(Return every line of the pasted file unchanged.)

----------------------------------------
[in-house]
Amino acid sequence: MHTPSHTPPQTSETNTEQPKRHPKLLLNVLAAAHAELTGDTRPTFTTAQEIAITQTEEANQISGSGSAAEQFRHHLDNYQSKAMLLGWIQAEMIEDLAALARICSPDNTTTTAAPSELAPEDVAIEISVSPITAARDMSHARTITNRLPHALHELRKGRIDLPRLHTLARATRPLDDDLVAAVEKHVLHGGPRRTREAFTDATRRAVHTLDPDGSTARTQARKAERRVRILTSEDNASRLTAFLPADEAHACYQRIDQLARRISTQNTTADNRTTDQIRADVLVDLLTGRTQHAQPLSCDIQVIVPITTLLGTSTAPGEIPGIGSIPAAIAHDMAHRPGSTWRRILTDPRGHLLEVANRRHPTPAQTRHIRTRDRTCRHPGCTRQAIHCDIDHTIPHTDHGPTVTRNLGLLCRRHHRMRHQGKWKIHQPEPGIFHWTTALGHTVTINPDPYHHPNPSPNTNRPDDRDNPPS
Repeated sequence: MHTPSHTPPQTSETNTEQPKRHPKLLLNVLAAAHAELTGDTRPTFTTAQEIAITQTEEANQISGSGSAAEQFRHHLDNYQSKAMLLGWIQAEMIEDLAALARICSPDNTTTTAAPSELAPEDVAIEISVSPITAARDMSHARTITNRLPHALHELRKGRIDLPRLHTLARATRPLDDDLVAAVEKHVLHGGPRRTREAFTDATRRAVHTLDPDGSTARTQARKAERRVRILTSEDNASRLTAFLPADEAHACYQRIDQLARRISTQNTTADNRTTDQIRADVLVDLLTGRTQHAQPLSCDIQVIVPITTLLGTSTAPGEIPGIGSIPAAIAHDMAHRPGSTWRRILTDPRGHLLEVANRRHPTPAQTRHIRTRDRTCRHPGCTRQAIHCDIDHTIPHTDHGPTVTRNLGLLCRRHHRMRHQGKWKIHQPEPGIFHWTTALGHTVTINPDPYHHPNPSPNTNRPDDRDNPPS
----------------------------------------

[in-house]
Amino acid sequence: MHTPSHTPPQTSETNTEQPKRHPKLLLNVLAAAHAELTGDTRPTFTTAQEIAITQTEEANQISGSGSAAEQFRHHLDNYQSKAMLLGWIQAEMIEDLAALARICSPDNTTTTAAPSELAPEDVAIEISVSPITAARDMSHARTITNRLPHALHELRKGRIDLPRLHTLARATRPLDDDLVAAVEKHVLHGGPRRTREAFTDATRRAVHTLDPDGSTARTQARKAERRVRILTSEDNASRLTAFLPADEAHACYQRIDQLARRISTQNTTADNRTTDQIRADVLVDLLTGRTQHAQPLSCDIQVIVPITTLLGTSTAPGEIPGIGSIPAAIAHDMAHRPGSTWRRILTDPRGHLLEVANRRHPTPAQTRHIRTRDRTCRHPGCTRQAIHCDIDHTIPHTDHGPTVTRNLGLLCRRHHRMRHQGKWKIHQPEPGIFHWTTALGHTVTINPDPYHHPNPSPNTNRPDDRDNPPS
Repeated sequence: MHTPSHTPPQTSETNTEQPKRHPKLLLNVLAAAHAELTGDTRPTFTTAQEIAITQTEEANQISGSGSAAEQFRHHLDNYQSKAMLLGWIQAEMIEDLAALARICSPDNTTTTAAPSELAPEDVAIEISVSPITAARDMSHARTITNRLPHALHELRKGRIDLPRLHTLARATRPLDDDLVAAVEKHVLHGGPRRTREAFTDATRRAVHTLDPDGSTARTQARKAERRVRILTSEDNASRLTAFLPADEAHACYQRIDQLARRISTQNTTADNRTTDQIRADVLVDLLTGRTQHAQPLSCDIQVIVPITTLLGTSTAPGEIPGIGSIPAAIAHDMAHRPGSTWRRILTDPRGHLLEVANRRHPTPAQTRHIRTRDRTCRHPGCTRQAIHCDIDHTIPHTDHGPTVTRNLGLLCRRHHRMRHQGKWKIHQPEPGIFHWTTALGHTVTINPDPYHHPNPSPNTNRPDDRDNPPS